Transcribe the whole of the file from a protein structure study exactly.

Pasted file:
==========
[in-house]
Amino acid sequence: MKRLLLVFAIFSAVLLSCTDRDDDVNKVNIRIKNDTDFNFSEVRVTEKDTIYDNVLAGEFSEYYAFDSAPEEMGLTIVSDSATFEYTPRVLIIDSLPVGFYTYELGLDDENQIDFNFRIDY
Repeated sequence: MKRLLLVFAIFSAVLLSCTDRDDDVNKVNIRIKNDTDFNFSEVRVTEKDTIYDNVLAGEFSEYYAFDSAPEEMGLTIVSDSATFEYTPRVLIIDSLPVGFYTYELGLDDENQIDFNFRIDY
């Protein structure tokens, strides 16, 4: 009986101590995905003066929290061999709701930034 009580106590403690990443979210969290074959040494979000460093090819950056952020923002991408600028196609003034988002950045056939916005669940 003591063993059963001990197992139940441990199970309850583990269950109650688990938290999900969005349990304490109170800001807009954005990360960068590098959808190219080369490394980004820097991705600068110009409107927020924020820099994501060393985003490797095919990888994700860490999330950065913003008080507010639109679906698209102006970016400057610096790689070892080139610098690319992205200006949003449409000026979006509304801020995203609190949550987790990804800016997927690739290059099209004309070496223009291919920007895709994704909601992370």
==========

[in-house]
Amino acid sequence: MKRLLLVFAIFSAVLLSCTDRDDDVNKVNIRIKNDTDFNFSEVRVTEKDTIYDNVLAGEFSEYYAFDSAPEEMGLTIVSDSATFEYTPRVLIIDSLPVGFYTYELGLDDENQIDFNFRIDY
Repeated sequence: MKRLLLVFAIFSAVLLSCTDRDDDVNKVNIRIKNDTDFNFSEVRVTEKDTIYDNVLAGEFSEYYAFDSAPEEMGLTIVSDSATFEYTPRVLIIDSLPVGFYTYELGLDDENQIDFNFRIDY
């Protein structure tokens, strides 16, 4: 009986101590995905003066929290061999709701930034 009580106590403690990443979210969290074959040494979000460093090819950056952020923002991408600028196609003034988002950045056939916005669940 003591063993059963001990197992139940441990199970309850583990269950109650688990938290999900969005349990304490109170800001807009954005990360960068590098959808190219080369490394980004820097991705600068110009409107927020924020820099994501060393985003490797095919990888994700860490999330950065913003008080507010639109679906698209102006970016400057610096790689070892080139610098690319992205200006949003449409000026979006509304801020995203609190949550987790990804800016997927690739290059099209004309070496223009291919920007895709994704909601992370």